Springtime river fishing means two things: big walleyes and a strong current. It means the former of the two, provided you can figure out the latter of the two.
In high water, and a strong current in tournament situations, you need to know about the flow if you want to end up in the dough. This is true at least according to Turk Gierke, a guide/tournament angler/rod maker who’s won his fair share of walleye tournaments on the St. Croix River.
In the spring, Gierke places paramount importance on current speed.
“I search for productive current seams because that’s where walleyes are going to be congregated,” he says. “In high water situations, the vast majority of the river may well be moving too fast for walleyes.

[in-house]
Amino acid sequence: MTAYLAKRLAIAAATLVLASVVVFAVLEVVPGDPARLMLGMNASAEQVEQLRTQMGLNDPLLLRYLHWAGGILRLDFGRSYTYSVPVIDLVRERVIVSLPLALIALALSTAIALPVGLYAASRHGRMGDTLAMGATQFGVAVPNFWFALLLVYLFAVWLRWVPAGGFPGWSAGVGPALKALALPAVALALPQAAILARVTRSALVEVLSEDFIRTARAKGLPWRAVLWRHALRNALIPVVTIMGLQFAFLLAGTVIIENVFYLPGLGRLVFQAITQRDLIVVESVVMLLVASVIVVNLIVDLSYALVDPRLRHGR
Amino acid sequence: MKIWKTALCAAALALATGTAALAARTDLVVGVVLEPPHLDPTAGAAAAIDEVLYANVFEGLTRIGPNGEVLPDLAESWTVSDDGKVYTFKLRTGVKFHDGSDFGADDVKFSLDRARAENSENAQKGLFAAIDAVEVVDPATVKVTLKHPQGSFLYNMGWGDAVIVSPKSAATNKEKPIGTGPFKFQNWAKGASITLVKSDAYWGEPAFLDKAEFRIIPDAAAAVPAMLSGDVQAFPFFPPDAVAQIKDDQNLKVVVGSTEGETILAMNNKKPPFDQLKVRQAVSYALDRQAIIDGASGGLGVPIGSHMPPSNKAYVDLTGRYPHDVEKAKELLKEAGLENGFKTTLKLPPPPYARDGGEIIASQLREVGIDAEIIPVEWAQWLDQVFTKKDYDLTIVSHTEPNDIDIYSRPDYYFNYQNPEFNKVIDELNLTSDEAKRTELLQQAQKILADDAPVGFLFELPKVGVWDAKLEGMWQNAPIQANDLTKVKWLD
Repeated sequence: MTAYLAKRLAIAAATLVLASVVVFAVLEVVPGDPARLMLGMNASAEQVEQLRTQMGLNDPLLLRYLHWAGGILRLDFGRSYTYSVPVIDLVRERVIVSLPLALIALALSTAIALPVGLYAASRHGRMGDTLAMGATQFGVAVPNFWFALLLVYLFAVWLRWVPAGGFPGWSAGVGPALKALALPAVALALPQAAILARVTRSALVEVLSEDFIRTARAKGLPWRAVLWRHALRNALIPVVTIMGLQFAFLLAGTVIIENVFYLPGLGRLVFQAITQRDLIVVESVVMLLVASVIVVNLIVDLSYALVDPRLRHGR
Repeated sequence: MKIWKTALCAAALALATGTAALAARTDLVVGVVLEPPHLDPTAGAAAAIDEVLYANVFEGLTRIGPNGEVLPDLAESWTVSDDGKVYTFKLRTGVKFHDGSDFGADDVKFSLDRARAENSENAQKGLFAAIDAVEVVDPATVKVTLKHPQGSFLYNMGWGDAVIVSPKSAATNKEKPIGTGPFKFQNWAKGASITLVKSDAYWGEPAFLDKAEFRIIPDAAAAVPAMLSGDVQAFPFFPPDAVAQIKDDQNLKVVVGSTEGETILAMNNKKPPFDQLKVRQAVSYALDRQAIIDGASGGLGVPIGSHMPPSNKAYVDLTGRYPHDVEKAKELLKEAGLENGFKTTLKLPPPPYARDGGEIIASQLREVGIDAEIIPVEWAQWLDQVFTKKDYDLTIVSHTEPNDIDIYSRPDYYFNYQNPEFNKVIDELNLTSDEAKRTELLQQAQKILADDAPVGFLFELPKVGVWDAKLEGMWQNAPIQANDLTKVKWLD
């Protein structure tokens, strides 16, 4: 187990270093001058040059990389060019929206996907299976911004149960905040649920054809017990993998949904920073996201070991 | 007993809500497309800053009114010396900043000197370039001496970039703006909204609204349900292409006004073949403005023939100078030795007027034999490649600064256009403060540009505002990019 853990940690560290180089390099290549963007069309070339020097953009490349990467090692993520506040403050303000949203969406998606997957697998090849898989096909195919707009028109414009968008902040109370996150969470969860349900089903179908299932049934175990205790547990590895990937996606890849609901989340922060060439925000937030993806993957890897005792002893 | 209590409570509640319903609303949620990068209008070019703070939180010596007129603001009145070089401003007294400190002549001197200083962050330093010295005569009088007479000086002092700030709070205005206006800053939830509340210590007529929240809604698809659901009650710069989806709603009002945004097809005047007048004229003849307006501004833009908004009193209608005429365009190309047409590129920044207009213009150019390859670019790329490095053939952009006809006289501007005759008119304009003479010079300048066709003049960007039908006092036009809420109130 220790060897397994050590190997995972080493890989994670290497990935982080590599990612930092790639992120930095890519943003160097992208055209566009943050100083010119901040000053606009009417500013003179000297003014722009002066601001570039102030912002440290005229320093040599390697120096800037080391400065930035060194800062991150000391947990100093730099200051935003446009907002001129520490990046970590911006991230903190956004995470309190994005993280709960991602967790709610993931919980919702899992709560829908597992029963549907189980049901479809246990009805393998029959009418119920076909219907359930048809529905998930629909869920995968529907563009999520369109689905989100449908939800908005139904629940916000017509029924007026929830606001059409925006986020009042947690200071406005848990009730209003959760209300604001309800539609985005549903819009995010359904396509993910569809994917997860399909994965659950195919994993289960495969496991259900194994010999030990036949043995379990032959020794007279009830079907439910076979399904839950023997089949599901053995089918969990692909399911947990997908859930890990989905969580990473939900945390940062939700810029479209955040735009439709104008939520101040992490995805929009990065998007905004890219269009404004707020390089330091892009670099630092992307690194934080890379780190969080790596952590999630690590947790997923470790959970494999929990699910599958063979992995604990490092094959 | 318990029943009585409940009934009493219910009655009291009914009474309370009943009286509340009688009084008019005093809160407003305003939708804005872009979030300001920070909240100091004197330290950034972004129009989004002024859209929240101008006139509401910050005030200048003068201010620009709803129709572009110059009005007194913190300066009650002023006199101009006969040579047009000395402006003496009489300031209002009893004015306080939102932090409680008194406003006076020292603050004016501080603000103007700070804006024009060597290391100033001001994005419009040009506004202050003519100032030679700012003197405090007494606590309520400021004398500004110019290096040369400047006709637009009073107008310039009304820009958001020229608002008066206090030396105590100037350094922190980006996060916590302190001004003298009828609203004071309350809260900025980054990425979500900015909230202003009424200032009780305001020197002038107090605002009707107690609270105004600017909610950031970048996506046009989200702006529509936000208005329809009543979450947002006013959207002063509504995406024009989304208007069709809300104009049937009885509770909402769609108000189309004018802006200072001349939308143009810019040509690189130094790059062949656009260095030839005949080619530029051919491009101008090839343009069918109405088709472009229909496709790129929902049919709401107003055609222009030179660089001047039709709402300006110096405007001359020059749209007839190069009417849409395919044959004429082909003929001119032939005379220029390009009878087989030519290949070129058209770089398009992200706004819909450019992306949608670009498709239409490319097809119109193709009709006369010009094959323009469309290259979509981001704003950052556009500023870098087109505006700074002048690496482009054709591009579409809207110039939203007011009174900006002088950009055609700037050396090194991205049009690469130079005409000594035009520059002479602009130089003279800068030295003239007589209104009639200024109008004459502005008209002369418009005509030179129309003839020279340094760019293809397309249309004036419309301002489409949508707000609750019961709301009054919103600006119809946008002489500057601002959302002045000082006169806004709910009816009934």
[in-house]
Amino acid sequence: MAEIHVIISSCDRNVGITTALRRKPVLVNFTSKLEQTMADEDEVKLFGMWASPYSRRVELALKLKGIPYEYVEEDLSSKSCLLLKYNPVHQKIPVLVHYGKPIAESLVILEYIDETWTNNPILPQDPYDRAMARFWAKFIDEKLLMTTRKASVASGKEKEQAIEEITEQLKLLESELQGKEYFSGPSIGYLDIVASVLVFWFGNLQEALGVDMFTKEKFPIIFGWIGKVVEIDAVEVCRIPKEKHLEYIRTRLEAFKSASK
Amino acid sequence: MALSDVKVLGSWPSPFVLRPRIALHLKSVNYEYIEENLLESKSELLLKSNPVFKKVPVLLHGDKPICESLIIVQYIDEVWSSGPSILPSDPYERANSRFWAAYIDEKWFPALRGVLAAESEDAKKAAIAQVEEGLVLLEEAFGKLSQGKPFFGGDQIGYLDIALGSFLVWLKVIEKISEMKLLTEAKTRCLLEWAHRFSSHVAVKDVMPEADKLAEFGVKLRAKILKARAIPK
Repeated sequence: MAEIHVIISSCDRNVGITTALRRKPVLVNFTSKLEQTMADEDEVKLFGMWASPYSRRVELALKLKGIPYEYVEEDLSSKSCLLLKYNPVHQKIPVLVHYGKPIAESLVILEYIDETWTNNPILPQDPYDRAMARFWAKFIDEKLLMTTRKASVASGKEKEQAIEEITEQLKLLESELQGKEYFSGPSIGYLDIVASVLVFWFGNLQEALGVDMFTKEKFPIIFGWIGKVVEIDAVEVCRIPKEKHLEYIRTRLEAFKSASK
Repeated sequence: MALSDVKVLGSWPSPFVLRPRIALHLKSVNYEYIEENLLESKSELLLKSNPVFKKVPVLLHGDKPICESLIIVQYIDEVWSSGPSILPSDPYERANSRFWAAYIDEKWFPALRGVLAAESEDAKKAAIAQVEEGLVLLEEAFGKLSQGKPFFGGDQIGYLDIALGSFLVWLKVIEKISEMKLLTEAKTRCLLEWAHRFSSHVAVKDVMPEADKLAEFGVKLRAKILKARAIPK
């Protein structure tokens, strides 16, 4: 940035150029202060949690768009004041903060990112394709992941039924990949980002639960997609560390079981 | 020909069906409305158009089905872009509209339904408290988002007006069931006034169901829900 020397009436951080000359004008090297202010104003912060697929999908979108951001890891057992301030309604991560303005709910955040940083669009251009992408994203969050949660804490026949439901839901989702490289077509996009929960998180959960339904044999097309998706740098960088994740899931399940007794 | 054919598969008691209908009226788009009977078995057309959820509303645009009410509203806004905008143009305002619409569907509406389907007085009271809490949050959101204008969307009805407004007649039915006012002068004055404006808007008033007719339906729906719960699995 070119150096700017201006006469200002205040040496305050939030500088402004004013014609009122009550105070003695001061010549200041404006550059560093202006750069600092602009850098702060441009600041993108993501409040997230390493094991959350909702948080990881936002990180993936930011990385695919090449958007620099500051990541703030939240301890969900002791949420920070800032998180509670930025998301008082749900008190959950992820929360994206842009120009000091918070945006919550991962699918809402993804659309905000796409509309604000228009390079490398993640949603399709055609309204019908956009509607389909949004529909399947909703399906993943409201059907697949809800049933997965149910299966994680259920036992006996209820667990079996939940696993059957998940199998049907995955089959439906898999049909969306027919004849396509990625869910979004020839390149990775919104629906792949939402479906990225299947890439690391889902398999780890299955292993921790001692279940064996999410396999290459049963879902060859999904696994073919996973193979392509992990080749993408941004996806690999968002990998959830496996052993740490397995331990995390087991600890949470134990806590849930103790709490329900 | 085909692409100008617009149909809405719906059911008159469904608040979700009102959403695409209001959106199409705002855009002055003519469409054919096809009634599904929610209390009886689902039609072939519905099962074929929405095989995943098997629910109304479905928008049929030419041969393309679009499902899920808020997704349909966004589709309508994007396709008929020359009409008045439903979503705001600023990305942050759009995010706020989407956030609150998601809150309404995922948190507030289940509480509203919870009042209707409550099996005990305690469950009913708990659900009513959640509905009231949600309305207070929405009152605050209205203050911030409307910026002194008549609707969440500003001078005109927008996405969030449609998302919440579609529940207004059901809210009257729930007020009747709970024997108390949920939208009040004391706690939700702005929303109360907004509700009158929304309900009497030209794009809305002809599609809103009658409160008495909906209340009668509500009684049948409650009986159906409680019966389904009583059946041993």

“You can search through backwaters and flooded timber and find walleyes, I don’t doubt, but it’s hard to know where to start searching – they could be anywhere in there. That’s why I try to concentrate on the main river channel and find slight current breaks from the primary flowage.”
A large point provides a significant current break, for example. Directly behind the island, the water moves slowly. The current whips around the side of the point, and at a certain distance downstream the current resumes its normal speed. Gierke looks for that exact spot where the slow water, protected by the point, meets the fast water.
To find the exact spot, he experiments moving his boat farther from the shore and upriver, closer to the point. Then he gradually sneaks closer to the bank, farther down from the point. He pays less attention to water depth, and more attention to current speed.